A word of caution: “All you need is love” (the Beatles) just isn’t so. Belief in Jesus, the fullest expression of divine love, is essential. People enjoy quoting Jesus without acknowledging Him as God-the-Son. Jesus is more than a good teacher. People can know a lot about God without knowing Him.

A friend sent me a scary video depicting the return of Christ recently. How do you respond when you hear of the “day of judgment” (17)? With fear? We have no cause to be afraid; John insists that we have “confidence” facing the day we’ll stand before God. We’re no longer insecure or frightened by the coming of the Lord, because of our standing. Our position is more secure than our condition. We have no fear of punishment because our sins were judged on the Cross. We love others, not out of any threat of divine retribution, but because we’ve tasted the grace of God. We revere God but we’re not afraid of Him. We are children who respect our heavenly Father, not prisoners cringing before a judge. We need not fear God’s wrath because we have trusted in His love. Sometimes God chastens us; this is how His love appears, wanting to get us back on track.

“We love because He first loved us,” verse 19. Loving one another is an essential part of truly loving God (Marshall). This epistle tells what true faith looks like. The chapter closes by stating that the test of our love for God is in how we treat the people in our lives. Real love for God exists only when we also love others. We are so grateful and grounded in God’s love that our lives are transformed. We’re healed inwardly, making love towards others the natural outgrowth of the love we’ve experienced.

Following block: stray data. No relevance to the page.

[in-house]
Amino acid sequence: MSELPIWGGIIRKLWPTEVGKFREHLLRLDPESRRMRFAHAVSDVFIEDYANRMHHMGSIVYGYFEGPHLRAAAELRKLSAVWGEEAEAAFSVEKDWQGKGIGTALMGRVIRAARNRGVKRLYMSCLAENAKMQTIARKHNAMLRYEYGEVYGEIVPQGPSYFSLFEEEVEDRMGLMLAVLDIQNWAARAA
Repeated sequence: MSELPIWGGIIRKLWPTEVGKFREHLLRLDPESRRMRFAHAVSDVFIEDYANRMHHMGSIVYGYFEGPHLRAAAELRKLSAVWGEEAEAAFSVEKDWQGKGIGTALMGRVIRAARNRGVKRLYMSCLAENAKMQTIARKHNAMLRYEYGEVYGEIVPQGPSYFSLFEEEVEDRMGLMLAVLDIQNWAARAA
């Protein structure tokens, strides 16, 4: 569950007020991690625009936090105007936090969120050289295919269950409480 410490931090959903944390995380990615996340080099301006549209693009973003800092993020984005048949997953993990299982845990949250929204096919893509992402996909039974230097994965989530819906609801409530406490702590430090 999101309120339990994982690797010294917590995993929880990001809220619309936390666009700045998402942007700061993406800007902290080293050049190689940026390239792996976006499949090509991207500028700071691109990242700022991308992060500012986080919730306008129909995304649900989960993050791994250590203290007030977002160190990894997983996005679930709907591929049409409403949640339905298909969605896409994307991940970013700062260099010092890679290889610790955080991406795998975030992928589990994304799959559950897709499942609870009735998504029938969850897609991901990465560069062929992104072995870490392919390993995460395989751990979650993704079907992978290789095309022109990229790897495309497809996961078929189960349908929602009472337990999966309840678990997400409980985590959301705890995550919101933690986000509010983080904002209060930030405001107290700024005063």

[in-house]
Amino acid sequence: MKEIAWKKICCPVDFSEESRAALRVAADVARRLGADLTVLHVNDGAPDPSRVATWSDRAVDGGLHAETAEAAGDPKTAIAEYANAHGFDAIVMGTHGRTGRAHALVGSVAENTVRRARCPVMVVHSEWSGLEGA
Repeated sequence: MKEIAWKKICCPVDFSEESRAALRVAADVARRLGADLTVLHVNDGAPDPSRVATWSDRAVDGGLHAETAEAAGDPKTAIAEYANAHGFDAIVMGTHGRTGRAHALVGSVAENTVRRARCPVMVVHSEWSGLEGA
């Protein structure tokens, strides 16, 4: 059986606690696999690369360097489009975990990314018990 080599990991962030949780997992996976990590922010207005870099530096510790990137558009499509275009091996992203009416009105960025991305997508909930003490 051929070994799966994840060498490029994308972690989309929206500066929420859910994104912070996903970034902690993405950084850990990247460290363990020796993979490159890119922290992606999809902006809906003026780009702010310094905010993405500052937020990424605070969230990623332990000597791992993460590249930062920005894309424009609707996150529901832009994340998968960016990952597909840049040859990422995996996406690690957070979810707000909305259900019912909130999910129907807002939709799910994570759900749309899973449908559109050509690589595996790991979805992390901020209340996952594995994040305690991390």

When I was studying to be a hospital chaplain at Brooke Army Medical Center I read a few books by Dr Richard Selzer, MD, stories of his experiences. He tells of standing before a hospital bed where a young woman is recovering from surgery. Her mouth is twisted. A facial nerve connected to her mouth muscles had been severed, and her deformity would be permanent. To remove a tumor in her cheek, the nerve had to be cut. Her husband, also in the post-op room, stands on the opposite side of the bed. The young wife asks, “Will my mouth always be like this?” The reluctant answer is yes. She nods silently. But her husband smiles. “I like it” he says, “It’s kind of cute.” He then bends down to kiss her crooked mouth, twisting his own lips to accommodate hers, to show her that their kiss still works. And the doctor remains silent, in awe, in the presence of this divine love (Mortal Lessons).

God’s love is complete when it is reproduced in us. God’s love generates our love. When we love, we show that we are living in the Light.